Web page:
A.B. Merrill

A. B. Merrill received her undergraduate and graduate degrees from the University of Central Oklahoma, majoring in 20th American Literature. She uses her writing to examine the ways in which Biblical language and faith infiltrate the American literary landscape. Along with her husband, A. B. serves in a local church where she is able to connect her love of creativity with community outreach. By day, she is a technical writer for a community bank based in Oklahoma City.

Yellow

A few months ago my husband, Zack, and I received a canary. My husband’s grandmother could no longer care for the bird, so my beloved, like the country boy that he is, decided to bring another animal into our house. Initially, I was very skeptical. I enjoy antique bird decor, but the thought of having a real bird in the house was somewhat unnerving. Don’t they make noise? Shed feathers? Sling birdseed? I’m content with my hipster bird silhouettes, thank you.

The bird, and his sizable cage, resides in our bedroom. Bubba, named for the mutton-chop like tufts on the sides of his head, was very quiet – dramatically silent. Canaries have a reputation for conjuring lovely birdsongs, but our canary did not express himself this way. One evening we visited Zack’s grandparents, and during the conversation Zack mentioned the canary’s reluctance to sing, or make any noise for that matter. There was a concern, on our part, that we were not appropriately caring for the bird, and that as a result, Bubba was not physically able to sing. Zack’s grandfather, Kent, assured us that birds are often sensitive to changes in their environment, and then gave us hope by saying, “When he gets used to you he’ll find a peace, then he’ll sing.”  When he made that statement, I knew that it was something I was supposed to hear, that it was special. It was the kind of statement that, in spite of its ordinary context, would be meaningful in the days to come.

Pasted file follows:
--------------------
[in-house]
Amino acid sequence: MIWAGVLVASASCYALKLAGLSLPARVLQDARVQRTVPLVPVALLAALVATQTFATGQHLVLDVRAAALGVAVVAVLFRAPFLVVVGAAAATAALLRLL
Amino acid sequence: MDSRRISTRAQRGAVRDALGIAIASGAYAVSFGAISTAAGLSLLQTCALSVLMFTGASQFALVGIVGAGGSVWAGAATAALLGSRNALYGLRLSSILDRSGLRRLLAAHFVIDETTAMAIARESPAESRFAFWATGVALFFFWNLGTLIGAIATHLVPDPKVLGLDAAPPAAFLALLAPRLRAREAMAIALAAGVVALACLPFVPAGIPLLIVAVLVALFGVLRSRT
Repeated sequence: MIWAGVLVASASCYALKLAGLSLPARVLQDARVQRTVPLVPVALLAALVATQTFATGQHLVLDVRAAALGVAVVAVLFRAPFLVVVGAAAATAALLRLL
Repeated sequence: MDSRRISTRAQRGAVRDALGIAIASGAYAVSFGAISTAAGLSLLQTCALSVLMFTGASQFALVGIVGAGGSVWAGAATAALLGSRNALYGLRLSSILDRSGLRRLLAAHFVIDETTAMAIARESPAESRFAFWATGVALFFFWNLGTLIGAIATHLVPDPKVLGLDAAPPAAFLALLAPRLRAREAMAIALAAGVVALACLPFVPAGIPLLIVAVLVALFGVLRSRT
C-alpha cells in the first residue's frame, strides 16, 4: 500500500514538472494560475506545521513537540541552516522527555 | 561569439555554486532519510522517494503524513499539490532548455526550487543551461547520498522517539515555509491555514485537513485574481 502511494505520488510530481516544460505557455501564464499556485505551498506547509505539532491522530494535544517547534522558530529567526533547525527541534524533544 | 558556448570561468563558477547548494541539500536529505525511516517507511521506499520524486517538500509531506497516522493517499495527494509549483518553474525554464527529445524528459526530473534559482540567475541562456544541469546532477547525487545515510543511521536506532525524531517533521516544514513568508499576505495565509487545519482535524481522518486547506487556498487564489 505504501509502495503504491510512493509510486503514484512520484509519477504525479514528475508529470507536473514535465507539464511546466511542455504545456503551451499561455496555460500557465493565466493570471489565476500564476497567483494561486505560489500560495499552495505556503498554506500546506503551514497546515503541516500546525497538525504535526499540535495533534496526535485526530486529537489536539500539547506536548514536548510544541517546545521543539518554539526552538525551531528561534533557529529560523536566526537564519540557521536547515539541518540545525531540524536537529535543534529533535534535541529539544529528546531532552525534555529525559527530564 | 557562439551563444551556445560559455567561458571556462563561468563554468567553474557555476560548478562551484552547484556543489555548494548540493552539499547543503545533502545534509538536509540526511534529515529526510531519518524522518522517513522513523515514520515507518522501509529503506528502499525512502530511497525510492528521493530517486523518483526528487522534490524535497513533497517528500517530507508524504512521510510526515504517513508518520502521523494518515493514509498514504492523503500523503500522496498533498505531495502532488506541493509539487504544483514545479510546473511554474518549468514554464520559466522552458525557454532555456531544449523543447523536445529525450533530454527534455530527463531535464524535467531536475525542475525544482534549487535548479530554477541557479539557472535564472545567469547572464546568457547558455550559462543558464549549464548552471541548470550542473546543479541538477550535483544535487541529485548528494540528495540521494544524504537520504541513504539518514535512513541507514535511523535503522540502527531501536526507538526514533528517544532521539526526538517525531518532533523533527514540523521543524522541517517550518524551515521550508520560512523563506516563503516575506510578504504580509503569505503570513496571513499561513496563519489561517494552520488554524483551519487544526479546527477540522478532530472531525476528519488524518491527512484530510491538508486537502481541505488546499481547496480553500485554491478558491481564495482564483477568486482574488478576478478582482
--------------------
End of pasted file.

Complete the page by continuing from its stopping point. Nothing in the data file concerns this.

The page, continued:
Within six months, my husband and I lost three of our grandfathers, including Kent– the men who were the most influential in our lives. It seemed a cloud had settled over our families, producing the gnawing ache of grief. Our grandfathers were the strong ones, the consistent ones. The loss of familiarity was devastating, and we entered into a new phase of life for which we were completely unprepared. I consider myself fortunate to have grown closer to my grandfathers as an adult. I was able to see them as human – broken, yet gracious. The struggles and heartbreaks they endured were the source of strength that allowed them to comfort and provide for their families.

Soon after Grandpa Kent passed away, our canary began to sing. It was a truly lovely experience; the creativity and nuance that came from this small creature was amazing. The bird that occupies such a little space in our home continues to fill every nook and cranny with warmth and hope. Grandpa was right; Bubba embraced the rhythm of our household and found peace.

This unseasonably warm winter has brought its share of harshness. Death envelopes us every year in the changing of the seasons, but human life seems outside of the natural cycle, and thus, it is so much harder to grasp when these kinds of events occur.  The mundane of life, and the minutia of daily schedules cloud our ability to recognize the temporal. But utilizing the mundane can create something very special. The canary within his birdcage, his controlled environment, was able to use the creativity of his voice to bring comfort, and even a little joy. When the morning light enters our bedroom, he does what he was created to do. The sun’s rays compel him to use his voice for good. It is a humbling thought to realize that I am in the same natural cycle as our canary – I am not entirely in control of my environment. Grief is a natural part of life; but in these moments of grief, meaningful creativity can thrive. I am bound to the rhythms of life just as our canary is, and like our canary I have a voice. I was created to flourish and extend grace, recognizing that every season serves a purpose.

Spring is here, and with it the hope of renewal. As I remember the hope of this season, I will be thankful that grief does not last a lifetime, and that love and joy do.